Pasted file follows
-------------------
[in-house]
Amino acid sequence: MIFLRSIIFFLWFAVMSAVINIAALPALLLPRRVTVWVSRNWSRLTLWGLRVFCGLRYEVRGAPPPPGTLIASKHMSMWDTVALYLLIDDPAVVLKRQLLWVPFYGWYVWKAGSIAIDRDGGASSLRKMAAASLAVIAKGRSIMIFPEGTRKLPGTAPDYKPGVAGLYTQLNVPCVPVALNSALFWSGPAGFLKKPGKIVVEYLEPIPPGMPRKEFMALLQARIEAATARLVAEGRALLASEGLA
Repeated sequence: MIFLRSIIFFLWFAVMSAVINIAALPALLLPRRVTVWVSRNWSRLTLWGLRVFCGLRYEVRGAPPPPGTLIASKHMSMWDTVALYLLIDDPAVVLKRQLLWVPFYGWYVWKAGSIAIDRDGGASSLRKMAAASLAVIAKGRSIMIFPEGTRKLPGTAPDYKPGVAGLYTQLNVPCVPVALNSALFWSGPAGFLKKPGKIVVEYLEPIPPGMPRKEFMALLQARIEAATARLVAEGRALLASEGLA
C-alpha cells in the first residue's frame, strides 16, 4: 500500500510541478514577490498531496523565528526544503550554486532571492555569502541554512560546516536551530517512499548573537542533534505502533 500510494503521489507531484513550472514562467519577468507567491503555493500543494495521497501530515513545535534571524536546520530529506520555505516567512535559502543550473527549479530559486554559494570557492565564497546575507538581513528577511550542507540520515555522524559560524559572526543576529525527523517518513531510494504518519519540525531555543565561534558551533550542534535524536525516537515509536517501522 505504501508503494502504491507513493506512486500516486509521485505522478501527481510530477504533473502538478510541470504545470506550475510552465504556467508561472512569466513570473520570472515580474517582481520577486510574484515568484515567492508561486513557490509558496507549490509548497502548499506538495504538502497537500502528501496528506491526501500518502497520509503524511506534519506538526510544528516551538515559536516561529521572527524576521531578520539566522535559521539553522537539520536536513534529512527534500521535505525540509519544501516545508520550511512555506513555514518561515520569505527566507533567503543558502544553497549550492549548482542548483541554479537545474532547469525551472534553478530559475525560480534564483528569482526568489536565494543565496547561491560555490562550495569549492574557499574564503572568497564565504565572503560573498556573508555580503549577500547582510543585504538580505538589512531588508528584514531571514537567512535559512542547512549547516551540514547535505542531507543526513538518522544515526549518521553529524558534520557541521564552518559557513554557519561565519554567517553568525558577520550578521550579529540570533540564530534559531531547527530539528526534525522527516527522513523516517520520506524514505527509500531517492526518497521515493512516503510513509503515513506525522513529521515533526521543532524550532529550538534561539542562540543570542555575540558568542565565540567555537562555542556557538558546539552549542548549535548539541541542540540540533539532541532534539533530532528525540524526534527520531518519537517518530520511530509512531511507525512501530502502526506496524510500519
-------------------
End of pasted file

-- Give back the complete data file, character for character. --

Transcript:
[in-house]
Amino acid sequence: MIFLRSIIFFLWFAVMSAVINIAALPALLLPRRVTVWVSRNWSRLTLWGLRVFCGLRYEVRGAPPPPGTLIASKHMSMWDTVALYLLIDDPAVVLKRQLLWVPFYGWYVWKAGSIAIDRDGGASSLRKMAAASLAVIAKGRSIMIFPEGTRKLPGTAPDYKPGVAGLYTQLNVPCVPVALNSALFWSGPAGFLKKPGKIVVEYLEPIPPGMPRKEFMALLQARIEAATARLVAEGRALLASEGLA
Repeated sequence: MIFLRSIIFFLWFAVMSAVINIAALPALLLPRRVTVWVSRNWSRLTLWGLRVFCGLRYEVRGAPPPPGTLIASKHMSMWDTVALYLLIDDPAVVLKRQLLWVPFYGWYVWKAGSIAIDRDGGASSLRKMAAASLAVIAKGRSIMIFPEGTRKLPGTAPDYKPGVAGLYTQLNVPCVPVALNSALFWSGPAGFLKKPGKIVVEYLEPIPPGMPRKEFMALLQARIEAATARLVAEGRALLASEGLA
C-alpha cells in the first residue's frame, strides 16, 4: 500500500510541478514577490498531496523565528526544503550554486532571492555569502541554512560546516536551530517512499548573537542533534505502533 500510494503521489507531484513550472514562467519577468507567491503555493500543494495521497501530515513545535534571524536546520530529506520555505516567512535559502543550473527549479530559486554559494570557492565564497546575507538581513528577511550542507540520515555522524559560524559572526543576529525527523517518513531510494504518519519540525531555543565561534558551533550542534535524536525516537515509536517501522 505504501508503494502504491507513493506512486500516486509521485505522478501527481510530477504533473502538478510541470504545470506550475510552465504556467508561472512569466513570473520570472515580474517582481520577486510574484515568484515567492508561486513557490509558496507549490509548497502548499506538495504538502497537500502528501496528506491526501500518502497520509503524511506534519506538526510544528516551538515559536516561529521572527524576521531578520539566522535559521539553522537539520536536513534529512527534500521535505525540509519544501516545508520550511512555506513555514518561515520569505527566507533567503543558502544553497549550492549548482542548483541554479537545474532547469525551472534553478530559475525560480534564483528569482526568489536565494543565496547561491560555490562550495569549492574557499574564503572568497564565504565572503560573498556573508555580503549577500547582510543585504538580505538589512531588508528584514531571514537567512535559512542547512549547516551540514547535505542531507543526513538518522544515526549518521553529524558534520557541521564552518559557513554557519561565519554567517553568525558577520550578521550579529540570533540564530534559531531547527530539528526534525522527516527522513523516517520520506524514505527509500531517492526518497521515493512516503510513509503515513506525522513529521515533526521543532524550532529550538534561539542562540543570542555575540558568542565565540567555537562555542556557538558546539552549542548549535548539541541542540540540533539532541532534539533530532528525540524526534527520531518519537517518530520511530509512531511507525512501530502502526506496524510500519